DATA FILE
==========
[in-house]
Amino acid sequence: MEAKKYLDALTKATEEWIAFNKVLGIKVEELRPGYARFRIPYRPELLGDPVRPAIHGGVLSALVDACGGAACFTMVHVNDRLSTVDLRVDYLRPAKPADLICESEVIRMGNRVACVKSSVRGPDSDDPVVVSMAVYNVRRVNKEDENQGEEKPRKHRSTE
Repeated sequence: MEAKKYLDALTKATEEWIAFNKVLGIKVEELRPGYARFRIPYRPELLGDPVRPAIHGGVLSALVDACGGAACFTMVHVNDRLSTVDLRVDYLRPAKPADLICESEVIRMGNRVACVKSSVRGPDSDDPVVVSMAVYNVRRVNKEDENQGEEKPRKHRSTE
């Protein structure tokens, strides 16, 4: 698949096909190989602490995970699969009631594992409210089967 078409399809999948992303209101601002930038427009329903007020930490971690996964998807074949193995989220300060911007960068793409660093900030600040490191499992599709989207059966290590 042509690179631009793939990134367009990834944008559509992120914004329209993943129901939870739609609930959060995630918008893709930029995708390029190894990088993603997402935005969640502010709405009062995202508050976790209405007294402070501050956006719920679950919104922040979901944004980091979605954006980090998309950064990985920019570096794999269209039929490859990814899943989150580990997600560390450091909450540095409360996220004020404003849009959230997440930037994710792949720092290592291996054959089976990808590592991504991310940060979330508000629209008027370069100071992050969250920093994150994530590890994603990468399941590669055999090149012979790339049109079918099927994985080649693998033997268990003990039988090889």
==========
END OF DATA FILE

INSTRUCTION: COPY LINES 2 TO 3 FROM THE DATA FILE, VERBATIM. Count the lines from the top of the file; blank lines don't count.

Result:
Amino acid sequence: MEAKKYLDALTKATEEWIAFNKVLGIKVEELRPGYARFRIPYRPELLGDPVRPAIHGGVLSALVDACGGAACFTMVHVNDRLSTVDLRVDYLRPAKPADLICESEVIRMGNRVACVKSSVRGPDSDDPVVVSMAVYNVRRVNKEDENQGEEKPRKHRSTE
Repeated sequence: MEAKKYLDALTKATEEWIAFNKVLGIKVEELRPGYARFRIPYRPELLGDPVRPAIHGGVLSALVDACGGAACFTMVHVNDRLSTVDLRVDYLRPAKPADLICESEVIRMGNRVACVKSSVRGPDSDDPVVVSMAVYNVRRVNKEDENQGEEKPRKHRSTE